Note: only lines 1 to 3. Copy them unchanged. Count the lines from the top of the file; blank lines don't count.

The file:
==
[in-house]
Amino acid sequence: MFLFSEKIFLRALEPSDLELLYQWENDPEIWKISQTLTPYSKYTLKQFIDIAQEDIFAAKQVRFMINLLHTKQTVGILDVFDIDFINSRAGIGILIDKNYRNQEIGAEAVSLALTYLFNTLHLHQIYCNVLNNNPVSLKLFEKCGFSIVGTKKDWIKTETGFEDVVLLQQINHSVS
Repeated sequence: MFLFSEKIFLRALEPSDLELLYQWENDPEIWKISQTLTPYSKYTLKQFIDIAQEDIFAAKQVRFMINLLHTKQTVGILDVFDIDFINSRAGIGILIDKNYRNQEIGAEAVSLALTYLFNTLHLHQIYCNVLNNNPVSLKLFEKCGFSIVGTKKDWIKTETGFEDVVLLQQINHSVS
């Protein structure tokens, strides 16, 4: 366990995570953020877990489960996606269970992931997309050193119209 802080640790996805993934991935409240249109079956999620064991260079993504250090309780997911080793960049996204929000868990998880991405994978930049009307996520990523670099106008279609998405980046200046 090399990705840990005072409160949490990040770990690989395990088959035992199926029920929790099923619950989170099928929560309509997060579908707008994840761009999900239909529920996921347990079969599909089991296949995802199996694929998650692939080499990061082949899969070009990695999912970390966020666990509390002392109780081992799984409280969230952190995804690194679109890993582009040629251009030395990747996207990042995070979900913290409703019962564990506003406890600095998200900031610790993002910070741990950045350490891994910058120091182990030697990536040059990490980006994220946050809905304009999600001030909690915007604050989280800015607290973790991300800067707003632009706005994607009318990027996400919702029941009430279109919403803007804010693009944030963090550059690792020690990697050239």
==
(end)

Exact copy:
[in-house]
Amino acid sequence: MFLFSEKIFLRALEPSDLELLYQWENDPEIWKISQTLTPYSKYTLKQFIDIAQEDIFAAKQVRFMINLLHTKQTVGILDVFDIDFINSRAGIGILIDKNYRNQEIGAEAVSLALTYLFNTLHLHQIYCNVLNNNPVSLKLFEKCGFSIVGTKKDWIKTETGFEDVVLLQQINHSVS
Repeated sequence: MFLFSEKIFLRALEPSDLELLYQWENDPEIWKISQTLTPYSKYTLKQFIDIAQEDIFAAKQVRFMINLLHTKQTVGILDVFDIDFINSRAGIGILIDKNYRNQEIGAEAVSLALTYLFNTLHLHQIYCNVLNNNPVSLKLFEKCGFSIVGTKKDWIKTETGFEDVVLLQQINHSVS